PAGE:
Chapter 8, Part 2-1

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Seven windows wrapped around the entryway, three to the right, three to the left, and one front and center. Each ran from floor to ceiling, upwards of twenty feet high, and each depicted a different scene. From the top of the windows rose a round domed ceiling made up of seven more windows that collectively, replicated a night sky of a deep azure blue with assorted stars, constellations, and other heavenly bodies.

Sunlight passed through the windows, all made of small crystals pieced together into mosaics. Each multi-faceted crystal caused the incoming light to refract many times over. As the breeze moved the leaves on the trees outside, colored reflections moved about, inside. The dancing, spinning speckles touched on and flitted across the walls, floors, and objects on display.

"Over there," Ted pointed, "hallways lead to the inner sanctuary—what you might call the prayer room, and classrooms and libraries. This sanctuary boasts the largest collection of original works of our forebears. Although Polesk itself is not the largest of Oosa's cities today, many people come here to study and to visit this sanctuary. That accounts for many of the people you see here today."

"What do they study?" Mara asked.

"Mostly history, economics, and social issues." Ted paused. "The Select who settled here sought above all, the freedom to serve Ehyeh. They also wanted to be free to work for themselves and to choose the type of work they would do. They wanted to be free to give help to others, or to refuse it when others did not contribute to their own welfare. They wanted to be free to come and go as they chose, and to speak their minds unfettered.

"The first settlers determined that the best way to ensure the freedoms they valued for themselves, was to support those freedoms for newcomers to the land. They felt that so long as the community lived according to the great admonition, they could afford to acknowledge the same rights for everyone in Oosa. So, when people from other places settled here, they too practiced their own ways."

"We studied some of the history in our hood back home," Mara said. "We were taught that our forebears started what had never been done before. One professor told us that the story of world history was one of murder, oppression, and slavery. He said Oosa, which stood in opposition to that history, was the first and is still the only place of its kind."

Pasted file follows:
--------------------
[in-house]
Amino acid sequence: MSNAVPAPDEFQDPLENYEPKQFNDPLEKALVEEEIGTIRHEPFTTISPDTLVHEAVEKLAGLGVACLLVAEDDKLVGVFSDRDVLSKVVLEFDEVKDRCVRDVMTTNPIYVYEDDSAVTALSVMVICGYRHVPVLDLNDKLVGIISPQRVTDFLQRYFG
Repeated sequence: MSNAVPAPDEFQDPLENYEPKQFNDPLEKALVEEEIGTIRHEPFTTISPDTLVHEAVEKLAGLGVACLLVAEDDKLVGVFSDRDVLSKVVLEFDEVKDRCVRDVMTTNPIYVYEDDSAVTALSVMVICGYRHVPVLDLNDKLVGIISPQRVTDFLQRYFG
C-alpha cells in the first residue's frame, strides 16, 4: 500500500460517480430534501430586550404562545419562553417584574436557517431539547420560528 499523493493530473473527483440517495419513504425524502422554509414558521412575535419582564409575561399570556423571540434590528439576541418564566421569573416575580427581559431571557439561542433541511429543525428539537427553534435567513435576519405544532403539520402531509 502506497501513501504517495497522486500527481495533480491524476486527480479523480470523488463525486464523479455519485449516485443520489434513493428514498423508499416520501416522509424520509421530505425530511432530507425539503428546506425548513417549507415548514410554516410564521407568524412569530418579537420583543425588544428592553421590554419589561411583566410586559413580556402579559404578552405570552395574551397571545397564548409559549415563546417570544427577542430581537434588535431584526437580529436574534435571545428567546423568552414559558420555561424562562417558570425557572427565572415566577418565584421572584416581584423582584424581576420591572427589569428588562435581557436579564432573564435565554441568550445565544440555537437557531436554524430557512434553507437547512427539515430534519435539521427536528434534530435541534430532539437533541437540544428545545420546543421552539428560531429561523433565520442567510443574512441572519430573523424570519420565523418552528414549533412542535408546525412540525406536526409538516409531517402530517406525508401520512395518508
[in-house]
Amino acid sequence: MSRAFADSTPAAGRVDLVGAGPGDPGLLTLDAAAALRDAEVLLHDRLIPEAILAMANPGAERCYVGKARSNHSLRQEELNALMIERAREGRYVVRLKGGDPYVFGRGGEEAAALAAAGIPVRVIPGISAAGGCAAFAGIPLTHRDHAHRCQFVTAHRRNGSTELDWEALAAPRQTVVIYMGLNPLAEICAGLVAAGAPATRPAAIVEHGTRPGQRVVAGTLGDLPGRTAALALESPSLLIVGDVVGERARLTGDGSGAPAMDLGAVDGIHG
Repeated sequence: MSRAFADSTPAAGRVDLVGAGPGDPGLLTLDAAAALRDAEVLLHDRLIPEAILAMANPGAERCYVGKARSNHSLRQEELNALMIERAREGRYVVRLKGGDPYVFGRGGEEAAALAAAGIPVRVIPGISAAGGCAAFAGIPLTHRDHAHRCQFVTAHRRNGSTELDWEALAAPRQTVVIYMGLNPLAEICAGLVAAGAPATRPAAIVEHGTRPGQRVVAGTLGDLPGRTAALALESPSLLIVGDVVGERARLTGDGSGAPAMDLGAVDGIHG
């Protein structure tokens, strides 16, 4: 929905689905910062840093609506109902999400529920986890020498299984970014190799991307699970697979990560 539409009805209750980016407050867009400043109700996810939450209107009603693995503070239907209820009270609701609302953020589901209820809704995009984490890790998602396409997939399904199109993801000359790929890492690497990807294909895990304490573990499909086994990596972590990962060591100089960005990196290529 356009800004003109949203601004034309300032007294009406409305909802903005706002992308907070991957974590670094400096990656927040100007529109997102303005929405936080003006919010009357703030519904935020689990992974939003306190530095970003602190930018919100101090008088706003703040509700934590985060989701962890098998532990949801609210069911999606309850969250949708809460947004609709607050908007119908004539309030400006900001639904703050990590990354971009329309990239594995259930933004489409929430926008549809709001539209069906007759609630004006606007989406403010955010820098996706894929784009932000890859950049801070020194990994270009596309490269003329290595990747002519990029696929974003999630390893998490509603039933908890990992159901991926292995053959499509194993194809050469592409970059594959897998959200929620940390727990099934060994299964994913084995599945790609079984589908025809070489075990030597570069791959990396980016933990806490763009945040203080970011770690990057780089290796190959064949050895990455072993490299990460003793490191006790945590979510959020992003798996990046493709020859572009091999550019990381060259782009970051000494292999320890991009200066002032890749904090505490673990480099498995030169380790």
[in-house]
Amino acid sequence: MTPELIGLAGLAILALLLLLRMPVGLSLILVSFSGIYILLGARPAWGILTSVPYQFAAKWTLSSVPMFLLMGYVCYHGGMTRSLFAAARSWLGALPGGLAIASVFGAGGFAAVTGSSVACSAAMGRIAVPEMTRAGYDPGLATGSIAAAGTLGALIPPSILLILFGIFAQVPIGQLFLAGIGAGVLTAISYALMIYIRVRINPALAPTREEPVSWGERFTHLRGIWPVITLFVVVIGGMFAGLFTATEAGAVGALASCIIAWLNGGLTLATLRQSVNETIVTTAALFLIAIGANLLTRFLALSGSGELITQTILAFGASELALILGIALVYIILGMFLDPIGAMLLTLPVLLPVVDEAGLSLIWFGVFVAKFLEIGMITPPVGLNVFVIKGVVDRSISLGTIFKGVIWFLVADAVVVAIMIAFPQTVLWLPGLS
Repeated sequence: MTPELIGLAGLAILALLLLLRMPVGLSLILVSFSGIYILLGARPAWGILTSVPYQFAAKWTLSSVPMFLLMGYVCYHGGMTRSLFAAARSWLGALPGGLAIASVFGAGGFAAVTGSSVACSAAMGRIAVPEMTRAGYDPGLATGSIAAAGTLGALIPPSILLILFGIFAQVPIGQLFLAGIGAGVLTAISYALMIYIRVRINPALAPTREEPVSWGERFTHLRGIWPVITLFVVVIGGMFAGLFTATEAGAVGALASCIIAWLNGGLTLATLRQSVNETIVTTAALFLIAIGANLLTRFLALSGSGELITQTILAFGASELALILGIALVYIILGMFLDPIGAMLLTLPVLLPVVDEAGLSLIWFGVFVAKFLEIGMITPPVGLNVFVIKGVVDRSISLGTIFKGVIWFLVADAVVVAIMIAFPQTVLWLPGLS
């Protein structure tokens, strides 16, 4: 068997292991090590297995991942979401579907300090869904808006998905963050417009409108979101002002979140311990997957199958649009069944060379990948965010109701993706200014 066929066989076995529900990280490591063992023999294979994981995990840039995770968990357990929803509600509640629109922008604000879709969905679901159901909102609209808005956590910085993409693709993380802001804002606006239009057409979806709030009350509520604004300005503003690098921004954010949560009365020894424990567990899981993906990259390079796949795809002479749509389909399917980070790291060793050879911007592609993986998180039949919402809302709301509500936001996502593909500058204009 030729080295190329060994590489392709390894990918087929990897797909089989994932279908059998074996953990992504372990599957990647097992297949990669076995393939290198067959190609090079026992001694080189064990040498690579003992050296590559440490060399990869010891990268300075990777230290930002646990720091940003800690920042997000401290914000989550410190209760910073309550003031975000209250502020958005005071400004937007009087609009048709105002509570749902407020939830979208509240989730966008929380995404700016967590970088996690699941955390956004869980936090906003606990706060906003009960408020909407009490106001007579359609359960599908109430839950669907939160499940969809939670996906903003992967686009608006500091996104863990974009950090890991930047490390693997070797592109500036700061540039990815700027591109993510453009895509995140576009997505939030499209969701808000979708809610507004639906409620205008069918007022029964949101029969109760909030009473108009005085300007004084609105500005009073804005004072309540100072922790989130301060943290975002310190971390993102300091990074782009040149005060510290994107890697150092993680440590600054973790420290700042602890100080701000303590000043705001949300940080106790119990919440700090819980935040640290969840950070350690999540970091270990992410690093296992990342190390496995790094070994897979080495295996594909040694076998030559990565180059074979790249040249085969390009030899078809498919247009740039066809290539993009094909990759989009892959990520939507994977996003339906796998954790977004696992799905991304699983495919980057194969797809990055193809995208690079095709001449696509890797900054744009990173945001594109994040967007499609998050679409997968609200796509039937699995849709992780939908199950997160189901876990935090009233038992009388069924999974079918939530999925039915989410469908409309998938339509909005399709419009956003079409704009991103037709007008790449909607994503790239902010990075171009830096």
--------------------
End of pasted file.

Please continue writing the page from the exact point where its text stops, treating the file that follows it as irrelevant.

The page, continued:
"Freedom," Nina whispered, as though transfixed by the concept.

"That's right. Let me show you the story this sanctuary tells. We'll start there." Ted pointed toward the front of the room and to his right.

Taking Mara's elbow, he directed her to the window he'd indicated, the first of the three on that side. "This, as you can probably make out, depicts the first of the Select. The first signify new beginnings and birth."

"A seed just coming to life," she said. "It's lovely."

"Yes. Firsts are responsible for protecting life in all its forms. Of course, there are always more firstborns than any other, and as you probably know, if a family is blessed with more than seven children, the count begins anew. So the next born child—the eighth—is also considered a first."

The window depicted a yellow-green seedling with healthy roots branching downwards, water droplets surrounding it. Mara reached toward it. The refracted lights danced off her hands and arms.

After surveying it for some time, they all moved right, to the next window.

"Unity," Mara said. "The sign of the second of the Select."

"Exactly," Ted said. "Seconds govern the unity of person to person, most notably that of husband and wife to one another, second only to that of parent to child. Seconds encourage, support, and protect families and family relationships, without which life, a stable community, healthy children, and a safe future, eventually would cease. With fewer Select, these relationships have suffered."

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